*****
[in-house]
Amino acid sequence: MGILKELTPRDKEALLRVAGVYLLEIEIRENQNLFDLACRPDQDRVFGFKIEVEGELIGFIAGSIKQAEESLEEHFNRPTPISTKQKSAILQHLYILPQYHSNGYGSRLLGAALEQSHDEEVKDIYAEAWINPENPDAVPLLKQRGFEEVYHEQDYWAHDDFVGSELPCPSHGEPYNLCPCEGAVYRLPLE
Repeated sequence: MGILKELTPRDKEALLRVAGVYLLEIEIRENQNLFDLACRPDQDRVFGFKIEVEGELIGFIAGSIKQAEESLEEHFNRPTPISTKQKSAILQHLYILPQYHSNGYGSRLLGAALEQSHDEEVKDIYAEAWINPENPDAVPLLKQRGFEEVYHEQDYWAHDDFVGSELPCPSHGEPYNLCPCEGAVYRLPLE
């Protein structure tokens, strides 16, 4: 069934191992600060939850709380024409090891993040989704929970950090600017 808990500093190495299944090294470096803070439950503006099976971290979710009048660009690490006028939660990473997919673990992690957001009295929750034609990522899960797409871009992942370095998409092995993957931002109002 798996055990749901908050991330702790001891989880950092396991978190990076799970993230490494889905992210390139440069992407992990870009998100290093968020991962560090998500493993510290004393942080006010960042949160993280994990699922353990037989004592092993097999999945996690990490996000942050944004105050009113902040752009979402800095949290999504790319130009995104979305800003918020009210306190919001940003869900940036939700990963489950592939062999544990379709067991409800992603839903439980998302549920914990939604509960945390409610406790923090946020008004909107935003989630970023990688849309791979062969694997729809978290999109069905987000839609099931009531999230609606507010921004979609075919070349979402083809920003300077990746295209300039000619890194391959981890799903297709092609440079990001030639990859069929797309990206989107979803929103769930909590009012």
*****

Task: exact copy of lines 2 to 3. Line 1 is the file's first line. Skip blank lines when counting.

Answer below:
Amino acid sequence: MGILKELTPRDKEALLRVAGVYLLEIEIRENQNLFDLACRPDQDRVFGFKIEVEGELIGFIAGSIKQAEESLEEHFNRPTPISTKQKSAILQHLYILPQYHSNGYGSRLLGAALEQSHDEEVKDIYAEAWINPENPDAVPLLKQRGFEEVYHEQDYWAHDDFVGSELPCPSHGEPYNLCPCEGAVYRLPLE
Repeated sequence: MGILKELTPRDKEALLRVAGVYLLEIEIRENQNLFDLACRPDQDRVFGFKIEVEGELIGFIAGSIKQAEESLEEHFNRPTPISTKQKSAILQHLYILPQYHSNGYGSRLLGAALEQSHDEEVKDIYAEAWINPENPDAVPLLKQRGFEEVYHEQDYWAHDDFVGSELPCPSHGEPYNLCPCEGAVYRLPLE